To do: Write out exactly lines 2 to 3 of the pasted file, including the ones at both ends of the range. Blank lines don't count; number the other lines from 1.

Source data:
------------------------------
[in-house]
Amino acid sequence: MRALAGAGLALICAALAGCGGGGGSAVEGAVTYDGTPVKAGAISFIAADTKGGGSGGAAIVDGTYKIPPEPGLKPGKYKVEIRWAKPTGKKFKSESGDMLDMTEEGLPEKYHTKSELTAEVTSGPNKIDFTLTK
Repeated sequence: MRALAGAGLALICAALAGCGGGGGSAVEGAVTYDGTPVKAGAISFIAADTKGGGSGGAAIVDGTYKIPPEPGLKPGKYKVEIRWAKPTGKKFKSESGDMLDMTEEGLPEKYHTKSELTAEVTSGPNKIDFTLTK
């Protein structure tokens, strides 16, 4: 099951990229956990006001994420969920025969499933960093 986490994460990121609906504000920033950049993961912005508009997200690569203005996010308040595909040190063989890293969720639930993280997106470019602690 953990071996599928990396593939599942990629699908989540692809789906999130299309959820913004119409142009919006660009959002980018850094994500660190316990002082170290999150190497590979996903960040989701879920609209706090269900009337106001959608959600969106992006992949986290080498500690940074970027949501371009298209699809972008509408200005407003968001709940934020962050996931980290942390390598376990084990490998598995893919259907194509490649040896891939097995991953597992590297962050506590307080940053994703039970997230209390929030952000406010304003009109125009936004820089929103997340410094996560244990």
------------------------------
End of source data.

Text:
Amino acid sequence: MRALAGAGLALICAALAGCGGGGGSAVEGAVTYDGTPVKAGAISFIAADTKGGGSGGAAIVDGTYKIPPEPGLKPGKYKVEIRWAKPTGKKFKSESGDMLDMTEEGLPEKYHTKSELTAEVTSGPNKIDFTLTK
Repeated sequence: MRALAGAGLALICAALAGCGGGGGSAVEGAVTYDGTPVKAGAISFIAADTKGGGSGGAAIVDGTYKIPPEPGLKPGKYKVEIRWAKPTGKKFKSESGDMLDMTEEGLPEKYHTKSELTAEVTSGPNKIDFTLTK